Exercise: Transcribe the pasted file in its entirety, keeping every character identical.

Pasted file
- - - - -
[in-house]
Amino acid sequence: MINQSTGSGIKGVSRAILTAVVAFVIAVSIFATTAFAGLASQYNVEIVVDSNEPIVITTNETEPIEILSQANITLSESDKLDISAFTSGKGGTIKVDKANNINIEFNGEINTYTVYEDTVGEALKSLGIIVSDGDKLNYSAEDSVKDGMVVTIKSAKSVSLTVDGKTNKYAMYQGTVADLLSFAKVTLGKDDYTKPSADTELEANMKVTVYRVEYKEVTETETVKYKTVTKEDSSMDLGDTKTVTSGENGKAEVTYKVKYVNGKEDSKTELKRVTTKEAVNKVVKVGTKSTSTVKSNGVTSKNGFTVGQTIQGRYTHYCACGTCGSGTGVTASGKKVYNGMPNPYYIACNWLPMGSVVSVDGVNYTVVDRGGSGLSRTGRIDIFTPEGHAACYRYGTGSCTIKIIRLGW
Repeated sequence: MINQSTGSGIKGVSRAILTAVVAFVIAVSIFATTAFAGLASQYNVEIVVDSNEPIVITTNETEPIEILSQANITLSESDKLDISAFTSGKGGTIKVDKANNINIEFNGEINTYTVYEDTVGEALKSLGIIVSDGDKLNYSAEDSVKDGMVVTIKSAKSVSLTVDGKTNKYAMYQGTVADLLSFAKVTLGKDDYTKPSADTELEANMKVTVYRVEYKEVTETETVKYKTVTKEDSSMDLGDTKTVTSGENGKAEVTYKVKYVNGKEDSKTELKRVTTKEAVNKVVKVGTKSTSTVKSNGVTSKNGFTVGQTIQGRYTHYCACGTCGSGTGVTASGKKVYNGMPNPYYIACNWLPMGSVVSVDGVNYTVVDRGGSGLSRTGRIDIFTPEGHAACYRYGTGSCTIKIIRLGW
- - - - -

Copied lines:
[in-house]
Amino acid sequence: MINQSTGSGIKGVSRAILTAVVAFVIAVSIFATTAFAGLASQYNVEIVVDSNEPIVITTNETEPIEILSQANITLSESDKLDISAFTSGKGGTIKVDKANNINIEFNGEINTYTVYEDTVGEALKSLGIIVSDGDKLNYSAEDSVKDGMVVTIKSAKSVSLTVDGKTNKYAMYQGTVADLLSFAKVTLGKDDYTKPSADTELEANMKVTVYRVEYKEVTETETVKYKTVTKEDSSMDLGDTKTVTSGENGKAEVTYKVKYVNGKEDSKTELKRVTTKEAVNKVVKVGTKSTSTVKSNGVTSKNGFTVGQTIQGRYTHYCACGTCGSGTGVTASGKKVYNGMPNPYYIACNWLPMGSVVSVDGVNYTVVDRGGSGLSRTGRIDIFTPEGHAACYRYGTGSCTIKIIRLGW
Repeated sequence: MINQSTGSGIKGVSRAILTAVVAFVIAVSIFATTAFAGLASQYNVEIVVDSNEPIVITTNETEPIEILSQANITLSESDKLDISAFTSGKGGTIKVDKANNINIEFNGEINTYTVYEDTVGEALKSLGIIVSDGDKLNYSAEDSVKDGMVVTIKSAKSVSLTVDGKTNKYAMYQGTVADLLSFAKVTLGKDDYTKPSADTELEANMKVTVYRVEYKEVTETETVKYKTVTKEDSSMDLGDTKTVTSGENGKAEVTYKVKYVNGKEDSKTELKRVTTKEAVNKVVKVGTKSTSTVKSNGVTSKNGFTVGQTIQGRYTHYCACGTCGSGTGVTASGKKVYNGMPNPYYIACNWLPMGSVVSVDGVNYTVVDRGGSGLSRTGRIDIFTPEGHAACYRYGTGSCTIKIIRLGW